Jim Wangers' marketing helped father the GTO

October 22, 2006|by JASON STEIN/Wheelbase Communications

It was one of the moments in life when you have to wonder what if. What if Jim Wangers hadn't decided that horsepower would sell? What if Wangers, the brains behind Pontiac's promotion team in the 1960s, had listened to bosses who wanted small sedans, but not big horsepower? And what if Wangers hadn't taken a chance?

Here's a certainty. Wangers, now 80, probably wouldn't be living in luscious Oceanside, Calif., thinking about how a little red car with a hot engine and a three-letter name became a household word in the auto industry: GTO.

What if.

"We took racing off the track and put it on the street," Wangers recently told the Detroit Free Press.

And it made him into a legend.

People have called him the father of the muscle car, the man who invented cruising on Detroit's famous Woodward Avenue, and the Godfather of the GTO.

For Wangers, the GTO dream was a long time coming.


"From the time I was a kid, I was nuts about cars," he wrote in his recent book "Glory Days: When Horsepower and Passion Ruled Detroit."

After a stint in the Navy toward the end of World War II, and with an English degree from Illinois Tech, Wangers landed a job with the Chicago Daily News as a copy boy, but quickly moved into promotional writing with Esquire magazine.

What he really wanted to do, however, was get into cars.

After working at the Kaiser-Frazer ad agency, then moving to Chevrolet's ad agency, Campbell-Ewald, Wangers worked at prominent motorsports events. He eventually landed with MacManus John & Adams, Pontiac's ad agency, just in time for introduction of the first "Wide Track" for 1959.

Pontiac was ripe for an overhaul, and Wangers was in on the ground floor.

Pontiac general manager Semon "Bunkie" Knudsen had been assigned the task in 1956 of saving Pontiac in five years . . . or killing it off.

This is where the GTO came in.

"It wasn't a car they really wanted at GM," Wangers remembered.

In the 1960s, times were different in Detroit. Automakers such as General Motors and Ford had been locked in a horsepower battle and the U.S. government and lobbyists involved themselves in attempts to limit engine size and horsepower. Small cars with big powerplants were a no-no.

Working with Knudsen, Pontiac boss Pete Estes and legendary car guy John DeLorean in the Pontiac product team, Wangers created real interest for the GTO by bending the rules and creating a little hype.

"What we did was instead of making (the GTO) a model, we offered it as an option," Wangers said.

And then Wangers came up with a stroke of marketing genius.

"One of the best promotions we ever put together was our first one," Wangers wrote.

He appealed to David E. Davis, then the editor of Car and Driver magazine. Car and Driver was getting ready to move in a new direction with the magazine, emphasizing road tests of American cars.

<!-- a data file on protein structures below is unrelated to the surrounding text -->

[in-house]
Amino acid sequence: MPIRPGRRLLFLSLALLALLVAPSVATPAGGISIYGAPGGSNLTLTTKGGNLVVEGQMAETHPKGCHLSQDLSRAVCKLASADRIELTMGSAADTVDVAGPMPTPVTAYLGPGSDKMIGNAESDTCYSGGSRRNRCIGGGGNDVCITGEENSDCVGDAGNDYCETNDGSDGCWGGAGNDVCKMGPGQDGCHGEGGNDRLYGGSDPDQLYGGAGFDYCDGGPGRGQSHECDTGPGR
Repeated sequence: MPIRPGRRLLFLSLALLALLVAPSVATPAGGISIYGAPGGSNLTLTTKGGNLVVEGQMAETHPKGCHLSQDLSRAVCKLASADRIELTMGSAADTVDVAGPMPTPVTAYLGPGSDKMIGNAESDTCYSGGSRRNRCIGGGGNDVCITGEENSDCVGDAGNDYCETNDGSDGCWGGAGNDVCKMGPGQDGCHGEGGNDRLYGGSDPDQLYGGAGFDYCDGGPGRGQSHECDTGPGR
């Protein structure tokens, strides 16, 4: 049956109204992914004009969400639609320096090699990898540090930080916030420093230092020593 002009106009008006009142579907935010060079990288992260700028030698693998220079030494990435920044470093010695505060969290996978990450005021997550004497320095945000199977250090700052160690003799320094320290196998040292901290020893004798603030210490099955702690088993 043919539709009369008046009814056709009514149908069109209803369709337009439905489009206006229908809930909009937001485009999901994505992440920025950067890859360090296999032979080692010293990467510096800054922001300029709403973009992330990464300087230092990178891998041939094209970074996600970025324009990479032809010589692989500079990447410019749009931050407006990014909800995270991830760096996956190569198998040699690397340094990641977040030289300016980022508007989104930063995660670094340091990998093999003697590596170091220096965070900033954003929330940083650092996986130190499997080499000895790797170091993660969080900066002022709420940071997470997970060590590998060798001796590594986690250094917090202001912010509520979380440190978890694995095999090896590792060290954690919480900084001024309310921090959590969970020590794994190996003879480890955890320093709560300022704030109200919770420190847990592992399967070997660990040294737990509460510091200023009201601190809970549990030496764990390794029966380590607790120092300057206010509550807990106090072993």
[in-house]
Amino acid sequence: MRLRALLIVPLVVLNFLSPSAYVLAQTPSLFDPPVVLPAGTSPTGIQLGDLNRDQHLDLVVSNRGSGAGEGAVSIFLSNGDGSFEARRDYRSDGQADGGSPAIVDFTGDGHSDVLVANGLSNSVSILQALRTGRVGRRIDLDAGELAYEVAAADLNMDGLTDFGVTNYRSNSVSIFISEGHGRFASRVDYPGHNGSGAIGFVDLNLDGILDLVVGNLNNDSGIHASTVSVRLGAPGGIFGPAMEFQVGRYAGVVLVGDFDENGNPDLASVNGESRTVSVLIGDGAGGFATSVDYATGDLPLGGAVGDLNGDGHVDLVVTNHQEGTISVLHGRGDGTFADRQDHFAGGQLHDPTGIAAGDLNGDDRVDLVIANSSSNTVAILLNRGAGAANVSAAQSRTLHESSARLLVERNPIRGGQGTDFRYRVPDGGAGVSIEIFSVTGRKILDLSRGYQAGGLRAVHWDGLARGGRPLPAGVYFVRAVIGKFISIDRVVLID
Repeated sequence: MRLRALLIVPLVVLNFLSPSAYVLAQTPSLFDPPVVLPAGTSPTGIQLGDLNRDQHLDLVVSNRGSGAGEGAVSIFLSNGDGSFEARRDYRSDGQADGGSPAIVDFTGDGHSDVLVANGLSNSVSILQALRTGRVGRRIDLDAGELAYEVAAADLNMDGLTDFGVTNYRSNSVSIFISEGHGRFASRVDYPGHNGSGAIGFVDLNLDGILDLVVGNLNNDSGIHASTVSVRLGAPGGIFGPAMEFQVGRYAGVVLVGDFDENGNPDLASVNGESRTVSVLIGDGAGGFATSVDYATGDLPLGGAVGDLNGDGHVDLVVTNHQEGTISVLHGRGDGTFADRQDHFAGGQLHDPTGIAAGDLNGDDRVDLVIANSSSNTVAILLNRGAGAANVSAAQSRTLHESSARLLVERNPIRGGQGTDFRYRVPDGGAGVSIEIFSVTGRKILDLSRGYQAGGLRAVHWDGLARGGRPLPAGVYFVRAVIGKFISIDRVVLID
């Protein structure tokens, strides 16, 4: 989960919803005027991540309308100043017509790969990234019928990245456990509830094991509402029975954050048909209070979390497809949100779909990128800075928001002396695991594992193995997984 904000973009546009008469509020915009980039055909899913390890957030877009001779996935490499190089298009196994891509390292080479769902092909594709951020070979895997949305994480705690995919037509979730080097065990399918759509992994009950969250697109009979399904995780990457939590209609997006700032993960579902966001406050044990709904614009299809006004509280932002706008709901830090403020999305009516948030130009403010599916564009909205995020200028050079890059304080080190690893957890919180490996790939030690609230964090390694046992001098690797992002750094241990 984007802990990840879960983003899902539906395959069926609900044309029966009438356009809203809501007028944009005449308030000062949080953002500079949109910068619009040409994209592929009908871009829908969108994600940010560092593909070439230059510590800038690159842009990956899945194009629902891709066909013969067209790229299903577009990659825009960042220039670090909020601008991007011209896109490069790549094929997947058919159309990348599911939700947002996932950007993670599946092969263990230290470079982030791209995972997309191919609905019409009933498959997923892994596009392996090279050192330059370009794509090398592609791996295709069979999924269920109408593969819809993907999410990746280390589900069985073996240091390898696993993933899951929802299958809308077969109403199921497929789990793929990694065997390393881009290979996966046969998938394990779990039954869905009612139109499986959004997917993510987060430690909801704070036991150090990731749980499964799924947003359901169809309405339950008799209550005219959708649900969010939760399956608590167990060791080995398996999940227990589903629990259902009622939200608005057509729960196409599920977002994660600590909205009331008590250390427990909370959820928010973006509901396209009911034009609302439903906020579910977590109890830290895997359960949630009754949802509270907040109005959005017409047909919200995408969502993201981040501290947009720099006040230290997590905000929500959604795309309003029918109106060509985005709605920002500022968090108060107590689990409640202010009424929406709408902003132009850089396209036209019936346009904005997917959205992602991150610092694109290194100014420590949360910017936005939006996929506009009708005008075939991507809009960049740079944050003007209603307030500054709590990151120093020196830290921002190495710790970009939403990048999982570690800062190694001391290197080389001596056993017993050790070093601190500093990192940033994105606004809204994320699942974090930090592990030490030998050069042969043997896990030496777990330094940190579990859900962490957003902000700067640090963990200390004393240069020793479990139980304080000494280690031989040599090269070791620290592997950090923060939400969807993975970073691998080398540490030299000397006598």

"I called David one day in early December 1963 to tell him about this great new car, which we were calling GTO," Wangers wrote. "On the basis of the name overlap (with Ferrari's GTO), I suggested this could make for an interesting comparison test. Apparently I had touched a very sensitive nerve with my GTO/GTO idea."

It was a monumental success.

Ferrari didn't want its car compared to the Pontiac and pulled the vehicle from the test. The magazine went ahead with the Pontiac test, as a solo drive.

"They didn't want to get out of the car," Wangers said.

It was a smash cover story, and America quickly couldn't get enough of it.

Wangers, meanwhile, convinced the public that what it wanted was a smaller car with a big engine. America needed a "muscle car," Wangers said.

Dealers took thousands of orders, GM was required to rethink their policy and other divisions would soon get into the act of making similar cars.

Wangers was a certified hero for Pontiac.

By making the division more attractive to younger buyers, the entire scope of the company was changed. Pontiac became known for speed and power.

Wangers even changed a little. He learned how to drag race and established events that showcased the car's acceleration capabilities. He developed a program to get enthusiasts out to local tracks race against professional drivers.

The Pontiac decision spawned numerous competitors that battled head-to-head at the height of "muscle-car wars" that lasted until the early 1970s.

Wangers' efforts, along with those of Knudsen, Estes and DeLorean, also helped raise Pontiac sales levels from 217,000 units in 1958 to an unreal 900,000 in 1969.

But the tide would turn again. Gas prices rose, muscle car sales slipped and times changed. Wangers, on the other hand, stayed in the game.

He continued marketing at GM before eventually retiring and forming his own marketing company.

In 2004, when the GTO was reintroduced on the car's 40th anniversary, Wangers was one of a few people who got to drive it on GM's proving grounds.

"It was a good car," he said then.

He probably knew it was different.

Today he still owns 11 GTOs. And he still dreams of those early days when life was good, cars were edgy and legends were born to ride.

Jason Stein is a feature writer with Wheelbase Communications. You can drop him a line on the Web at:

Copyright 2006, Wheelbase Communications

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